Smoke and mirrors, northern Thailand’s annual smog problem
Congratulations Chiang Mai. Again you are the world’s Number One.
Sadly, you’re the number one in the world’s worst air pollution, again. The third time in this week alone. And, sadly, because the problem is almost completely avoidable, but not easily solved.
Chiang Mai city has a PM2.5 micron reading this morning of 282, whilst just north of the city in Nong Han they have the staggering reading of 380 (hazardous).
PM2. 5 refers to atmospheric particulate matter (PM) that have a diameter of less than 2.5 micrometers, which is about 3% the diameter of a human hair. Commonly written as PM2.5 particles in this category are so small that they can only be detected with an electron microscope.
Other heavily populated areas around Chiang Rai, Mae Hong Son and Lampung are also suffering serious smog and smoke problems today. Last week the Royal Thai Army announced it would head to the northern provinces, track down and arrest plantation and farm owners who were allowing fires to be started on their properties. They would work with local rangers to detect the fires and enforce orders from the government not to light fires to clear land in preparation for new crops.
“The newly deployed rangers will be sent to fire-prone areas to patrol for fires and arrest anyone they find starting them. The rangers will also assist fire officers in fighting fires.”
If anyone in the government or Royal Thai Army has access to a computer, internet or smartphone, they can download this interactive ‘live’ map which shows all the active fires in any region in the world, accurate to about 100 metres. Or if that’s too difficult they could could drive around the region and look for the smoke. HERE‘s the link to the live satellite imagery and a photo of what smoke looks like.
But, even if the government is able to abate some of the local burning off of farmlands on their own soil, they have a more nuanced problem negotiating with the Myanmar, Laos and Cambodian governments to enforce the same limits on their farmers. The winds blow across the borders and, as the satellite images show, much of the smoke is floating across in the prevailing winds from fires in neighbouring countries.
Thailand could show the lead and be a regional facilitator in vital changes to agricultural practices which are causing human tragedy and enormous damage to the region’s tourist potential. ASEAN (where Vietnam is the Chair for 2020) has the regional ‘teeth’ to be able to bring these changes about and help arrange subsidies for farming districts to jointly share the costs of the harvesting and plowing machinery that would render the annual burn-off unnecessary.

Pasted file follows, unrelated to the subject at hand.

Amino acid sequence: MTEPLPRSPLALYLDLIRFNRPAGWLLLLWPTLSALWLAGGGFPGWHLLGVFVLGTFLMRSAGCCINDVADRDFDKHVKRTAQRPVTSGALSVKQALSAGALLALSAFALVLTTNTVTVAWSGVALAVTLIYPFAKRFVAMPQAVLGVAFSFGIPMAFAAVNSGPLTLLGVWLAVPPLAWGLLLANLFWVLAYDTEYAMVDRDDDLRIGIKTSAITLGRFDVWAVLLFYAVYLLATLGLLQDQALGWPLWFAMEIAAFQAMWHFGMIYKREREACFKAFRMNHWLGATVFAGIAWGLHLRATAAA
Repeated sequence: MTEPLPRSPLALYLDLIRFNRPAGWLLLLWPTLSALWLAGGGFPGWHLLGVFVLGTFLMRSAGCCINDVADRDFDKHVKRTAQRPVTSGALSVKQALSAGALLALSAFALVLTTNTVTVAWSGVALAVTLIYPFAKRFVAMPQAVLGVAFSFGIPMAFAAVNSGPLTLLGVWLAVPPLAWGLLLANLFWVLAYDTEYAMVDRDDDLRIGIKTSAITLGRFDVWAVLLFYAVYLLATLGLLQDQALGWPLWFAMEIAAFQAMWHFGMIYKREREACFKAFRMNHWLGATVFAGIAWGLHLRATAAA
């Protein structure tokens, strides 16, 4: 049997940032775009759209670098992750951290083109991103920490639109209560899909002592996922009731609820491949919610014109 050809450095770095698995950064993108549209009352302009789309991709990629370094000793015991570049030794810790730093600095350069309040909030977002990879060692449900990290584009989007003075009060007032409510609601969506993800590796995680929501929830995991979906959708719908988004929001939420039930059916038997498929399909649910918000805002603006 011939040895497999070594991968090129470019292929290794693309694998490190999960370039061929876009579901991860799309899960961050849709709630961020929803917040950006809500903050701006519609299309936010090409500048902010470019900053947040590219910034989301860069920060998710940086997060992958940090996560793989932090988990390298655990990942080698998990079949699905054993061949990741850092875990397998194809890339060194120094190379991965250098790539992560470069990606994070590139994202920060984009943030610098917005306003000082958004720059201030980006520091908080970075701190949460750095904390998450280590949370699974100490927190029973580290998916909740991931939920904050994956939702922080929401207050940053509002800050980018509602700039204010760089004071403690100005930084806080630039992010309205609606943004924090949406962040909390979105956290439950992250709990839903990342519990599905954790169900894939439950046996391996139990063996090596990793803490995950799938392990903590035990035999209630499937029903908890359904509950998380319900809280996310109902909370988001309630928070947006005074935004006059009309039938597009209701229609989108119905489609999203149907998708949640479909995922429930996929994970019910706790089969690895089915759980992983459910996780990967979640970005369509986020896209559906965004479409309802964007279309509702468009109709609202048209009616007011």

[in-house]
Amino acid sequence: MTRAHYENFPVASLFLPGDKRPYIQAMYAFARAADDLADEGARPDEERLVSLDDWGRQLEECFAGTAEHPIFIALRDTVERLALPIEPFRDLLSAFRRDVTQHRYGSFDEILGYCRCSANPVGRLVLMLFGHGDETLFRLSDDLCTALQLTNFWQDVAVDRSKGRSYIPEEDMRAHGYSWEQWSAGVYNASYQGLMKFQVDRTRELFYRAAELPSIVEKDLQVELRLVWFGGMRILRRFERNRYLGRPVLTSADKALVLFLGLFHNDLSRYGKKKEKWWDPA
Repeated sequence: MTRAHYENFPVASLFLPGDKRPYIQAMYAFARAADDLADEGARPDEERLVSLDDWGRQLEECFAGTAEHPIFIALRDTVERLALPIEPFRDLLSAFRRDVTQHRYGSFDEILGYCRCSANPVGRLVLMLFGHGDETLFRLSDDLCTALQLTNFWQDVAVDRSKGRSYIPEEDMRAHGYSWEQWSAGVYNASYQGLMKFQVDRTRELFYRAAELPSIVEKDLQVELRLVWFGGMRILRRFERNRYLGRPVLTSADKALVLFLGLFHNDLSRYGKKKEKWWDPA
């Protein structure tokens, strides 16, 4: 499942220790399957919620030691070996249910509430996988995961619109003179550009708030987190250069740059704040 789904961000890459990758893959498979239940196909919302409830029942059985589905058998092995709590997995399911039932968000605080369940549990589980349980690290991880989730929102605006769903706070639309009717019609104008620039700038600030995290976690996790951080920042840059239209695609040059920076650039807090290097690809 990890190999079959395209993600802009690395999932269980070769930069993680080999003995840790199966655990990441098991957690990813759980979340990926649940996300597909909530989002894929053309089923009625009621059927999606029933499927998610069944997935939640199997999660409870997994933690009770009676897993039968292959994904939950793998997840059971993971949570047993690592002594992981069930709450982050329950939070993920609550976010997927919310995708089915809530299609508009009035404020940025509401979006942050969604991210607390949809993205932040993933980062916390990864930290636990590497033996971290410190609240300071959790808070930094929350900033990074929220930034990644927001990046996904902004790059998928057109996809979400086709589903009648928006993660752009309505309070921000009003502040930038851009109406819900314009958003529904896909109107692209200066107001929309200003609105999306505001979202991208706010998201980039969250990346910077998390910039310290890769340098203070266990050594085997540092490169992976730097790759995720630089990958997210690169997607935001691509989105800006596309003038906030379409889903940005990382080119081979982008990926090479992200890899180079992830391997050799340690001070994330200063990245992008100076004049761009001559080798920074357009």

PM2.5 particulate are able to travel deeply into the respiratory tract, reaching the lungs. Exposure to fine particles can cause short-term health effects such as eye, nose, throat and lung irritation, coughing, sneezing, runny nose and shortness of breath.
PM2.5 particulate primarily come from car, truck, bus and off-road vehicle, construction equipment, snowmobile, exhausts, and other operations that involve the burning of fuels such as wood, heating oil or coal and natural sources such as forest and grass fires.
Exposure to these fine particles can also affect lung function and worsen medical conditions such as asthma and heart disease. Scientific studies have linked increases in daily PM2.5 exposure with increased respiratory and cardiovascular hospital admissions, emergency department visits and deaths. Long term exposure to fine particulate matter may be associated with increased rates of chronic bronchitis, reduced lung function and increased mortality from lung cancer and heart disease. (NY Department of Health)
The Thai government rate the upper safe level of air pollution as 50. The World Health Organisation rate the upper level at half of that, only 25 mg per cubic metre. Either way, the smog and smoke levels in Thailand’s north are many, many times the acceptable safe levels for the region’s populations and is doing incalculable damage to northern Thailand’s future tourist potential.
PHOTO: Survivor Guide Chiang Mai
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